Food and parking go a long way to help settle cases

I've heard many mediator stories about how a small gesture, either directly from a party, from an attorney, or even from the mediator, has a huge effect on the case settling.  This week, I'm linking to a new article on Mediate.com by mediator Jan Schau (also located on her mediation blog here) telling a familiar story.  An attorney representing the defendant, at whose offices the mediation was held, sprung for the price of lunch at the experienced mediator's suggestion.  The case was difficult and emotional, and the mediation went on all day.  In the mediator's opinion, the nice lunch, delivered to the office, and a parking validation, made a big difference in the plaintiff's willingness to settle--at least to settle that day. I've heard this story before, and have even experienced such a reaction from parties in a family mediation once they were offered prepared food in the mediation offices, (Our Board had just had a pot luck and there was plenty of food.)  I know one very successful civil mediator who keeps a lot of snacks on hand, especially really good chocolate.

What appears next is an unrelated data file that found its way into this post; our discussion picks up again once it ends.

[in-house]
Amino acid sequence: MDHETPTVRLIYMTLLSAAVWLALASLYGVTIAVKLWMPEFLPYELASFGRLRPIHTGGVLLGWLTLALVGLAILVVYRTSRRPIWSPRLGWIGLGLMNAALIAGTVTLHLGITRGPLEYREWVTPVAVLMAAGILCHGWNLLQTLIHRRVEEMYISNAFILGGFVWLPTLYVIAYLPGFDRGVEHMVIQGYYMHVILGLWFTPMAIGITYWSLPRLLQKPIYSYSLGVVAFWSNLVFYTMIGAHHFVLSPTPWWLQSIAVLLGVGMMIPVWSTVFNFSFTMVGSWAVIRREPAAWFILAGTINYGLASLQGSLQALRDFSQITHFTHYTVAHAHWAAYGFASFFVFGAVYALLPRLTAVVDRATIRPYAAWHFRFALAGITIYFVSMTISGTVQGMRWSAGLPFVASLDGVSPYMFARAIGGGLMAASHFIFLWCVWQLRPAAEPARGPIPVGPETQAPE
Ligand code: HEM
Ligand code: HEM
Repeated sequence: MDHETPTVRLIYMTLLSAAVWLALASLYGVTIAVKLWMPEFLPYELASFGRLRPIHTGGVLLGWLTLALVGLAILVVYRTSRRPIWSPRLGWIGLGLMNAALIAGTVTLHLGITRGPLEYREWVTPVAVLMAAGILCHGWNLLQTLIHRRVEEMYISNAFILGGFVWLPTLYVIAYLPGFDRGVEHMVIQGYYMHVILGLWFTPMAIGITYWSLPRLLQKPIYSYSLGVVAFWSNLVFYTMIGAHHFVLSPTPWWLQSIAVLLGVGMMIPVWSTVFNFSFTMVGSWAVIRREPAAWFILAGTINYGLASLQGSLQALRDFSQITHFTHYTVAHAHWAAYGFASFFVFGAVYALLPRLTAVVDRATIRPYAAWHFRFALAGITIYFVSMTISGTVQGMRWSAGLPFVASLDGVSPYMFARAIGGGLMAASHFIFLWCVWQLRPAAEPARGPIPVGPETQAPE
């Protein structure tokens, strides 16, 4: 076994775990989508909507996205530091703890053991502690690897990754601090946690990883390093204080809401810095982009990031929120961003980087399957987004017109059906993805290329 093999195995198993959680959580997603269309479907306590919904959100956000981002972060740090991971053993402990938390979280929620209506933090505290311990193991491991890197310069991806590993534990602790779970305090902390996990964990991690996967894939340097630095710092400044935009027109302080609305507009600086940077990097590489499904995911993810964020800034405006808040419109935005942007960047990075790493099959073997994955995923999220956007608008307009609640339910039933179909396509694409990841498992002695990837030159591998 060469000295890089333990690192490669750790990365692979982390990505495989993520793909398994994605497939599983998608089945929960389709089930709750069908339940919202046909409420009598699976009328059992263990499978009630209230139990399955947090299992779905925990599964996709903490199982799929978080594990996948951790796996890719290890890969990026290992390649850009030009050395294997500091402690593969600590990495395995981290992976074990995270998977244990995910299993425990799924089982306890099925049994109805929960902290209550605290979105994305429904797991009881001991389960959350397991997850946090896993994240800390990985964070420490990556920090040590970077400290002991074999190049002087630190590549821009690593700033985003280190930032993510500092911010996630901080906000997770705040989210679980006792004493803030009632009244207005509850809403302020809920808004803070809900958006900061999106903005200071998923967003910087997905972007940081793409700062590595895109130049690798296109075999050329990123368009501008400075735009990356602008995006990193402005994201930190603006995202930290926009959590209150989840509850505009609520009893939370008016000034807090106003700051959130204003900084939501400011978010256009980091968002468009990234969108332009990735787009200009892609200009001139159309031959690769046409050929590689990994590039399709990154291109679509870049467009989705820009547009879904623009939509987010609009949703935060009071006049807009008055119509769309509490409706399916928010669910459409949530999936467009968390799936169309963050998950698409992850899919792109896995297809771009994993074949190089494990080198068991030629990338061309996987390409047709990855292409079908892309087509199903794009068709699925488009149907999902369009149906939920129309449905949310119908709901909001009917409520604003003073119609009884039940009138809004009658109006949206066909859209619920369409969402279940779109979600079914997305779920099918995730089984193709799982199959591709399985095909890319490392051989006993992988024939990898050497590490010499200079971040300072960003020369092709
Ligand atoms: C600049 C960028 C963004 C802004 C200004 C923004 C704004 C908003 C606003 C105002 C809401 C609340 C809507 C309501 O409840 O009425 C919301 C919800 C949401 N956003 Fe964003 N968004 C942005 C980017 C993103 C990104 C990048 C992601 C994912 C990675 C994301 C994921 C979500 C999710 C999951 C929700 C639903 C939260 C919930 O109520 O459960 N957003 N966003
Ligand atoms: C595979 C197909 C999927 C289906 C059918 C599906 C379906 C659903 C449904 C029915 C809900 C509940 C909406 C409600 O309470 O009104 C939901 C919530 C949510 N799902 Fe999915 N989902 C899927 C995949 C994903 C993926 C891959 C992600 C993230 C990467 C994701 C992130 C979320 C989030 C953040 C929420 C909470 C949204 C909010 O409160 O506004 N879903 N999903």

Here's another article, same topic, from Chris Annunziata at Miles Mediation in Atlanta,  Food really helps people make good decisions and there are studies to prove it!  Did we ever doubt it?

My favorite title is from Mike Young: "Decision Fatigue, Mediation, and the Power of M&Ms (Or Why I Don't Care If The @#&*&%@ Dish Towels Have Ducks On Them!)"  (This link is to a pdf file.)

There may be other small gestures one could make in mediation that could turn the tide.  Snacks, lunch, M&Ms, parking validation...maybe Starbucks, or nice aromas, peaceful colors or sounds?

What are  your experiences?  

{C}

Comments

I have found that long mediations, especially with families need to have snacks or some type of refreshment to refuel all of the parties involved, and that includes the mediator.